A Distant Frenchman
South Africa is a giant muddle-pudding of people.
Take me, for starters. My surname - Marais - means ‘swamp’ in French. Or ‘bogs’, if you listen to my mates. My wife the greenie prefers to call me ‘water meadow’.
Anyhow, being Marais has led to some interesting encounters in my travels over the years. In Madagascar, they treated me like I was a famous French travel writer. When they found out I was a Marais who couldn’t parlez a word of Francais, they stalked off into the middle distance.
Mauritius? Same story. Paris? Don’t ask.
And when you try to explain that you’re from Huguenot stock, that you were never exposed to the French language, that there’s more African in you than French, they flip you that fateful ‘too much information’ gesture.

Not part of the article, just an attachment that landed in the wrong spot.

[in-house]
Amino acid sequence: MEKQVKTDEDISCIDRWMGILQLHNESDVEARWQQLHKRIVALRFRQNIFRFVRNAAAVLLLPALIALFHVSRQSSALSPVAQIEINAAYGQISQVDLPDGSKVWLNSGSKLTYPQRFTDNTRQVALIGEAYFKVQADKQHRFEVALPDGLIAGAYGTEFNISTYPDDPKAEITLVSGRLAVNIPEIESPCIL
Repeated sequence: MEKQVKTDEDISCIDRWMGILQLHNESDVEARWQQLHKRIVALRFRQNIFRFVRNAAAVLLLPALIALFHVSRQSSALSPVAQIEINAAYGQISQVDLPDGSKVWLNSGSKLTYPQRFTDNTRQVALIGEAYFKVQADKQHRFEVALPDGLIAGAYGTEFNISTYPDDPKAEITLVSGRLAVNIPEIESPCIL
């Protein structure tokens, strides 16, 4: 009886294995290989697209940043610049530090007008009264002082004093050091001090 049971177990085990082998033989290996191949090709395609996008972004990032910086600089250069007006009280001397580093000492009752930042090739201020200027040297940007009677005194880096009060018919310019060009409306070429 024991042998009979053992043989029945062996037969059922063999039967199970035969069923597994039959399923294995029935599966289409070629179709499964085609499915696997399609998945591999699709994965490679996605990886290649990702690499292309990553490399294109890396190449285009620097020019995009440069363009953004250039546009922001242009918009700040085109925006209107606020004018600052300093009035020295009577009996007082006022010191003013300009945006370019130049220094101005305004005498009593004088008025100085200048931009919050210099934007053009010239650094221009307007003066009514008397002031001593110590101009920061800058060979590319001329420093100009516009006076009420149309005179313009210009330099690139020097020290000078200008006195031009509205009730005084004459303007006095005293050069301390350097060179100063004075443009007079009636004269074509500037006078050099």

Except for New Orleans. There, everyone has a French surname and no one can speak French. Cool. Except if you’re a Cajun, then you speak a French patois that rolls off the tongue like a good day’s fishing on the bayou.
To make things even more complicated, my wife Julienne is a Du Toit - also Huguenot. But she can get by in French, so she can busk it. She’s also a descendant of one of South Africa’s most famous slaves, Angela of Bengalia. A Marais or a Du Toit in South Africa is expected to speak Afrikaans.
I’ve got an Afrikaans mate called Jenkins, another English friend called Kriel, and I know a Holomisa who was once a Holmes. I personally think we’re all part of the same family.
So me, I’m a South African ‘pavement special’. But that’s OK - hybrid vigour rules. The open road before me - and those glorious mountains in the distance - are all I’m thinking about. And that’s just enough…
Category: Culture & History